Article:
Italy & Spain: 260,000L Fake Olive Oil Seized, 11 Arrested

Published: 06 December 2023

Fake Olive Oil ItalyItalian and Spanish authorities seized more than 260,000 liters of counterfeit extra virgin olive. (Photo: Guardia Civil/Ministerio del Interior, License)

By Erika Di Benedetto

Italian and Spanish authorities have seized more than 260,000 liters of counterfeit extra virgin olive oil and arrested 11 individuals suspected of mixing high-quality oil with low-quality “Lampante oil,” previously used as fuel for oil lamps.

The quality of olive oil is determined by its acidity, linked to preserving the inherent benefits and nutrients. The higher the acidity, the lower the quality, with the highest quality typically containing between 0.1% and 0.3% acidity. When acidity reaches 2% or higher, it is classified as “Lampante oil.”

According to European Union marketing standards, Lampante oil has an unpleasant odor and is not intended for consumption. It is often made from overripe and rotten olives and used for industrial purposes.

Europol announced on Monday that the joint operation started on Nov. 23 when Spanish and Italian authorities executed searches across multiple locations in both countries.

In the Ciudad Real region, Spain, authorities apprehended six suspects and seized 12 barrels containing the counterfeit oil, totaling 260,000 liters (approximately 68,708.84 gallons).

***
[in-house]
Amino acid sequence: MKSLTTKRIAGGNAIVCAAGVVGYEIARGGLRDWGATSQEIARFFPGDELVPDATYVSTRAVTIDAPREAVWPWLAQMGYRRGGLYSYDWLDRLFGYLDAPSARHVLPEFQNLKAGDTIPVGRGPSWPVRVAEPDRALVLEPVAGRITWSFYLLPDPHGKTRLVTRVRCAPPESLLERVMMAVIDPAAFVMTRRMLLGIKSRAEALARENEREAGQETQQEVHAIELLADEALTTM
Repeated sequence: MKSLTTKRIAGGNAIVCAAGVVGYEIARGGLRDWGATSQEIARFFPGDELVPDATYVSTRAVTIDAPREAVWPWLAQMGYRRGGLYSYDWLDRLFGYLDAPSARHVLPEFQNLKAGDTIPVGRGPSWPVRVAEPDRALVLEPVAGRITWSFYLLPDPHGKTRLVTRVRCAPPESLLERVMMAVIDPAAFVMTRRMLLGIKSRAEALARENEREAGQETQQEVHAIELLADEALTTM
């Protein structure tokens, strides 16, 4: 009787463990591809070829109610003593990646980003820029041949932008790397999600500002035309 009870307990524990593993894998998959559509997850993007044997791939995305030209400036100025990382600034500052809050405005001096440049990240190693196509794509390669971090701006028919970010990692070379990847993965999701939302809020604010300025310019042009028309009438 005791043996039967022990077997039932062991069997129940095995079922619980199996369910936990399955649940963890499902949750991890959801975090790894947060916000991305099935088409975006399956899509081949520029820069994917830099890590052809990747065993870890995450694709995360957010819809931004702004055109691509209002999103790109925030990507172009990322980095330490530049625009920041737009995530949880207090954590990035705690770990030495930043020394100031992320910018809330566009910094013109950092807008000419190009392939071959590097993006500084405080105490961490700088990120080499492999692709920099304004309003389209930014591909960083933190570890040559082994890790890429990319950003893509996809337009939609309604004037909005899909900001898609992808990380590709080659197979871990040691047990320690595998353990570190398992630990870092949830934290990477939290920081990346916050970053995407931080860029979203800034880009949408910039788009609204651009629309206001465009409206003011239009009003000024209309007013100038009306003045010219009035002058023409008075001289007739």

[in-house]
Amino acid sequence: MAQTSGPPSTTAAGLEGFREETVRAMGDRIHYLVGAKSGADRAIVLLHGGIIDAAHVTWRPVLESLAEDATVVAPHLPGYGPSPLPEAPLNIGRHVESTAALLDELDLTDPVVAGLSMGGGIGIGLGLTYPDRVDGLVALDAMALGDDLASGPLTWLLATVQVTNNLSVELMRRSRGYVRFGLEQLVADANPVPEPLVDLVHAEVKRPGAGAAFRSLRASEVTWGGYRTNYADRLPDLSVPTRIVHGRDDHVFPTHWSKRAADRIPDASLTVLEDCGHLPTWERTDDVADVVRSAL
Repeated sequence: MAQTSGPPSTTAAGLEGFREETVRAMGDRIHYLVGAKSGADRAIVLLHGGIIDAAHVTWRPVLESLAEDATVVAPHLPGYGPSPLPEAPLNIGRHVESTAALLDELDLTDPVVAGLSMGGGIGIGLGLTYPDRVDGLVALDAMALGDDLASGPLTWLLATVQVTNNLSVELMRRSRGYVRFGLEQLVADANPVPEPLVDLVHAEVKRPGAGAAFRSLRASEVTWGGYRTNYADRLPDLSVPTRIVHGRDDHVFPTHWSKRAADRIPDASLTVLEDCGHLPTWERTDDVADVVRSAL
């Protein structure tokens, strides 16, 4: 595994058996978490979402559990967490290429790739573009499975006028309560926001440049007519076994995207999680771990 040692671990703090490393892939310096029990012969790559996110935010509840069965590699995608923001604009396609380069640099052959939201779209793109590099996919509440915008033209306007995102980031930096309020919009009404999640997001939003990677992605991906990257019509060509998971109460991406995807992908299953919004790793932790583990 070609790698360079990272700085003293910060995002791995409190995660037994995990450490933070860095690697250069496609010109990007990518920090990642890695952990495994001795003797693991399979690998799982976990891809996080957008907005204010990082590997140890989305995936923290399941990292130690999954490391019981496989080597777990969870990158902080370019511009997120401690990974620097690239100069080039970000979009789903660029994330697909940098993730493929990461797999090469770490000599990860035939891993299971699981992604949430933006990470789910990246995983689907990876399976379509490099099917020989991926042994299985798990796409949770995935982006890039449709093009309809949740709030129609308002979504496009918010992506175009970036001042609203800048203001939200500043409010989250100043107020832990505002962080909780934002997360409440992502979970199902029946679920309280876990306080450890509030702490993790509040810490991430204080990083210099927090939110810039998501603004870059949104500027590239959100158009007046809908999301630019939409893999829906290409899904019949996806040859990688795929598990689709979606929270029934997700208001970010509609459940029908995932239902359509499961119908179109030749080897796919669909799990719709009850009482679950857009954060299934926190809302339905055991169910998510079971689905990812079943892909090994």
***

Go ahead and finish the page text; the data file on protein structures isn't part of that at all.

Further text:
Officers also confiscated four vehicles, valued at approximately 91,000 euros (US$98,208.11), and discovered evidence such as billing documents and emails.

Additionally, searches were conducted in the Spanish provinces of Jaén and Córdoba, targeting oil bottling plants and warehouses.

Meanwhile, in the provinces of Sicily and Tuscany, Italy, investigators inspected three oil factories suspected of illegal practices. Investigators obtained fiscal documents, client lists, and oil samples. Additionally, one company has been accused of irregular labeling.

“Various factors, such as the general inflation of prices, reduced olive oil production, and increasing demand, have created the perfect breeding ground for fraudulent producers,” said Europol in Monday's statement.

“This illegal practice can not only cause a public health risk but also undermine consumer trust and thus have further economic repercussions,” Europol explained.

Southern regions, including Bari in Italy, Chania in Greece, and Jaén in Spain, are key olive oil markets in the European Union, collectively accounting for over 60% of global olive oil production, according to the International Olive Oil, an intergovernmental organization.

The prices of olive oil in these three countries, especially in Spain, significantly influence other olive oil-producing nations and particularly the oils they plan to export.

According to the European Centre for Medium-Range Weather Forecasts, June 2023 was the hottest month ever recorded worldwide. Extreme climate events have a huge impact on the agricultural sector and in this particular case on olive oil production.

Consequently, the price of olive oil in the European Union has surged by 75% since January 2021, according to Eurostat, beating other food products such as potatoes, butter and eggs.